What is Panic Disorder?

Panic Disorder is characterized as recurrent panic attacks which are sudden intense episodes of fear which triggers physiological reactions without a clearly identifiable cause. Panic attacks are generally very frightening and cause significant distress. A panic attack can cause the feeling of losing control or having a heart attack or even dying. They frequently cause people to bring themselves to the ER due to that fear, only to fine out that medically they are fine. Panic attacks are diagnosed as panic disorder when they are recurrent and are joined by the fear or anxiety that another panic attack will occur. Most people will have some experience with a panic attack but it is quick to end and they are quick to return to normal functioning; however, a person with panic disorder will feel fatigued after an attack and eventually that fear of future panic attacks can lead to other mental health issues due to avoidance, such as agoraphobia.

Symptoms of a Panic Attack:

  • Sudden sense of impending doom or danger
  • Fear of losing control
  • Fear of death
  • Rapid, pounding heart beat
  • Sweating
  • Hyperventilating or shortness of breath
  • Trembling or shaking
  • Chills or hot flashes
  • Nausea
  • Chest Pain
  • Headache
  • Dizziness or fainting
  • Numbness or tingling
  • Detached feeling

What causes Panic Disorder?

Panic attacks can be triggered by intense stress or life changes, medical problems, or any stimulation that triggers the body’s fight or flight response. Genetics, a temperament that is more sensitive to stress or negative emotions, or changes in brain functioning can also cause panic disorder. More women are effected by panic disorder than men and symptoms generally start in adolescence or early adulthood. Trauma can also trigger the start of panic attacks.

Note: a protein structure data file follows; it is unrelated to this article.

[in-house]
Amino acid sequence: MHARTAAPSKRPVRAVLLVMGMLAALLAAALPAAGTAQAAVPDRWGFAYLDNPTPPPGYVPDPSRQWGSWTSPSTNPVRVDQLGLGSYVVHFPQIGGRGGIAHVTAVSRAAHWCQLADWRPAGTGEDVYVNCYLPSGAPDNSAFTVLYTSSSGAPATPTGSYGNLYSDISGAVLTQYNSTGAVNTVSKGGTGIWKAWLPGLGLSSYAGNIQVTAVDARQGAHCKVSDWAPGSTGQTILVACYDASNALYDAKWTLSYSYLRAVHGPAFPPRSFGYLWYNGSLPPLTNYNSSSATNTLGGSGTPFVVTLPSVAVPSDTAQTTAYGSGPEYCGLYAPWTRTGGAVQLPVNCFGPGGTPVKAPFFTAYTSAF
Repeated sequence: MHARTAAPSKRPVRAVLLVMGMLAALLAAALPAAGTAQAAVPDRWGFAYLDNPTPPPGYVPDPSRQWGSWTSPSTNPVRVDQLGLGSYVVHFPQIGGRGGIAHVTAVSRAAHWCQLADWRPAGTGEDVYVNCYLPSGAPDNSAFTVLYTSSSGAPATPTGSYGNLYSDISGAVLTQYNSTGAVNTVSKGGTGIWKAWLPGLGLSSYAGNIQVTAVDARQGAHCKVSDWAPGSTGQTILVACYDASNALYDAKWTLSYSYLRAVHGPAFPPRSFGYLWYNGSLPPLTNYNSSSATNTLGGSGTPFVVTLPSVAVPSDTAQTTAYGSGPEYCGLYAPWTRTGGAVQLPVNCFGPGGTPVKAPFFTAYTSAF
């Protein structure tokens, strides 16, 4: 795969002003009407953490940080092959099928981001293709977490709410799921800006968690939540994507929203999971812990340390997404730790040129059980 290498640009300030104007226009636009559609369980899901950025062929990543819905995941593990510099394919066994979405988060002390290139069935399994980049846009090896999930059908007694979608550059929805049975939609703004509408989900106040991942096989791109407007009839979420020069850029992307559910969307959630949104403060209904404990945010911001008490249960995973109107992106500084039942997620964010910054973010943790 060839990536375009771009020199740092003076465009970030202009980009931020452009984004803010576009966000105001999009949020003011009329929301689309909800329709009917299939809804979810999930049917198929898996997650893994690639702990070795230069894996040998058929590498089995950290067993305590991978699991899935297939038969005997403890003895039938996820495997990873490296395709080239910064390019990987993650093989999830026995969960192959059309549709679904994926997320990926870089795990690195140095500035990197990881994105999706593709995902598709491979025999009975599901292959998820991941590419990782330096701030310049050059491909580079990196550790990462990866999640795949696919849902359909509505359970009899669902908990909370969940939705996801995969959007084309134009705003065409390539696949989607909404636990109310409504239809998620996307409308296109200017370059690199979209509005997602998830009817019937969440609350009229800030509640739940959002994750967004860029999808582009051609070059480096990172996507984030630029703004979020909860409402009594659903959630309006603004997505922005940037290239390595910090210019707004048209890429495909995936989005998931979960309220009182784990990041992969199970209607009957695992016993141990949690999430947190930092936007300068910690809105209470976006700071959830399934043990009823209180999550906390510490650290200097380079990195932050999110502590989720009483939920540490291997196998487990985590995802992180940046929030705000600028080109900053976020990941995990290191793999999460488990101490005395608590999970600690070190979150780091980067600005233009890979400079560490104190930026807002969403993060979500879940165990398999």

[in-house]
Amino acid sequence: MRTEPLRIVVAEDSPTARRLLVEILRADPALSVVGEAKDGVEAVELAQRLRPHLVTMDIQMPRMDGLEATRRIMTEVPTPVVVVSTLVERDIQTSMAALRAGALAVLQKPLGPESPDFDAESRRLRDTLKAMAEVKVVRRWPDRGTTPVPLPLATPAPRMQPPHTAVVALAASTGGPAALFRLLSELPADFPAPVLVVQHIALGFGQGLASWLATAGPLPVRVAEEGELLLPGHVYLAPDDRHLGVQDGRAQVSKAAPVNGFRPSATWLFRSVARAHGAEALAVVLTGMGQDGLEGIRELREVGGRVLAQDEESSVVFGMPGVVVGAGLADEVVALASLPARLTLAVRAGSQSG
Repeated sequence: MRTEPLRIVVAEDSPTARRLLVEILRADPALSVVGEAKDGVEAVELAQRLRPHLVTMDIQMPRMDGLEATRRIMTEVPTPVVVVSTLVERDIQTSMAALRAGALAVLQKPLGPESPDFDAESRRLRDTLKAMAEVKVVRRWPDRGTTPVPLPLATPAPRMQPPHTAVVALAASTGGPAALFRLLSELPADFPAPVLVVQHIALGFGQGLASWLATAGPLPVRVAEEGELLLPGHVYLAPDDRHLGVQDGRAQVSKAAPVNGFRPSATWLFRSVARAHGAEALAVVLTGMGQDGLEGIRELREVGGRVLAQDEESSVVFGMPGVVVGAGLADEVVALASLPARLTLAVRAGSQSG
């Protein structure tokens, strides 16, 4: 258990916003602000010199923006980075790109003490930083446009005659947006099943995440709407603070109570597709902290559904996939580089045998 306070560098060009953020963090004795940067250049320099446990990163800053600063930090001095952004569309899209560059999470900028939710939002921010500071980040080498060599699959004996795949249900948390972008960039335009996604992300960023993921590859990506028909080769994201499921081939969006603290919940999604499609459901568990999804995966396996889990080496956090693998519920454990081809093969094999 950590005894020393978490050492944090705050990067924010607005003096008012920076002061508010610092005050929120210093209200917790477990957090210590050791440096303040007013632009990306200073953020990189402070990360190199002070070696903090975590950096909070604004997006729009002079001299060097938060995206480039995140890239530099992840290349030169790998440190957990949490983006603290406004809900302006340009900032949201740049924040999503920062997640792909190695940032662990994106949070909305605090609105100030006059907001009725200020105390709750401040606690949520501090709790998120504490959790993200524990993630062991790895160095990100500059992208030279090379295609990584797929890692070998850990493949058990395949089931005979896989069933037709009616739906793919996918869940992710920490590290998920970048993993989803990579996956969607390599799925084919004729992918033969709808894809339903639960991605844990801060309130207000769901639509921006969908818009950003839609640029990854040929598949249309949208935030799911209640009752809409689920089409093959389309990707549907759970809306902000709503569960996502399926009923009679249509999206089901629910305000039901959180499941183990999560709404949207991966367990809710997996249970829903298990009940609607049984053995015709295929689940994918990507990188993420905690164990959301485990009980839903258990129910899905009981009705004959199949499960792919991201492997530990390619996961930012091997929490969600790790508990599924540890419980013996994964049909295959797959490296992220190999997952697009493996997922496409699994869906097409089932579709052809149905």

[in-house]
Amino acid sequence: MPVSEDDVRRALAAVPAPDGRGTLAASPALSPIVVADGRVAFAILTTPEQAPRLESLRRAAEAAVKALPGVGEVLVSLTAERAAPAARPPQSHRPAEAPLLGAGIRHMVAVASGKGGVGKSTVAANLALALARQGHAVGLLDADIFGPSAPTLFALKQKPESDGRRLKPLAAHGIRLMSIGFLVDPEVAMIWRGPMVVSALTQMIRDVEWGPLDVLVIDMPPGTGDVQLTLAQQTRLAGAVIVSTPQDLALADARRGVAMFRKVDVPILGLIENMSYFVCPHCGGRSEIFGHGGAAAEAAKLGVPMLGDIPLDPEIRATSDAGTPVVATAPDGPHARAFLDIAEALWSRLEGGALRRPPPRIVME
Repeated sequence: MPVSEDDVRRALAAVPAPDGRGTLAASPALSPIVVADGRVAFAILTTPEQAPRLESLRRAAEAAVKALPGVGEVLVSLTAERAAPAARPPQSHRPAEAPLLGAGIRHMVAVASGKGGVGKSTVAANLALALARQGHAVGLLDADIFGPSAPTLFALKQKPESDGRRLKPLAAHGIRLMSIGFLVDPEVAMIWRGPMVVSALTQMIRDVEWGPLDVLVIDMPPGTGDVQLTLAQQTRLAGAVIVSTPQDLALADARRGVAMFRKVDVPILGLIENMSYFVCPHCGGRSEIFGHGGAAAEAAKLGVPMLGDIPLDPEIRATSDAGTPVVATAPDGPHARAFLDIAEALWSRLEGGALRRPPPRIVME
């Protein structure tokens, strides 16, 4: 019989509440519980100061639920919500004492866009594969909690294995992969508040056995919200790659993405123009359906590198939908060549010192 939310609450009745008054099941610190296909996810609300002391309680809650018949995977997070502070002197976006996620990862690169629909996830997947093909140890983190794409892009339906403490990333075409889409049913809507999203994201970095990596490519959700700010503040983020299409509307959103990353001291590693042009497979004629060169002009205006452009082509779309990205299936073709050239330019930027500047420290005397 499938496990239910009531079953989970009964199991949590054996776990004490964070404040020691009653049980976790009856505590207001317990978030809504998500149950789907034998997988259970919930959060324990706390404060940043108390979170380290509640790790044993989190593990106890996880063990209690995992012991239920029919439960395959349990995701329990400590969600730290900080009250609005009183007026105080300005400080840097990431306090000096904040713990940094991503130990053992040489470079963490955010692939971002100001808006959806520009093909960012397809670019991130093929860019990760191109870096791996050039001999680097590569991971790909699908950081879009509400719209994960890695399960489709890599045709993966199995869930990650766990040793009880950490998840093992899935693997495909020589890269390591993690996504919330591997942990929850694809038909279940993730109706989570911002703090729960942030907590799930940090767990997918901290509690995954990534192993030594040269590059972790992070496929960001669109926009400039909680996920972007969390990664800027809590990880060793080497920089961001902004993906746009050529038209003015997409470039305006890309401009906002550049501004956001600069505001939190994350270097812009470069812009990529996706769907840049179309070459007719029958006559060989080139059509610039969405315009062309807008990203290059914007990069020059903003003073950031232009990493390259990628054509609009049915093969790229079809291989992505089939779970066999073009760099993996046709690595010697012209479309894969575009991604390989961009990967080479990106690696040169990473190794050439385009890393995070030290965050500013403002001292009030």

Treatment:

The initial goal of treatment is to reduce the severity and frequency of panic attacks. As well as reducing the anxiety and fear of having future panic attacks. Psychotherapy and medication can work towards these results, but in most cases psychotherapy is tried alone first. Therapy can help educate and understand panic attacks and panic disorder. Cognitive Behavioral Therapy or CBT is most commonly used and helps teach thinking techniques that can be used by examining daily events and personal experiences with panic. Mindfulness and relaxation are also useful tools in the treatment of panic disorder. The physical symptom of panic attacks are treated first, and once the fear of those is reduced the anxiety about having panic attacks begins to resolve.

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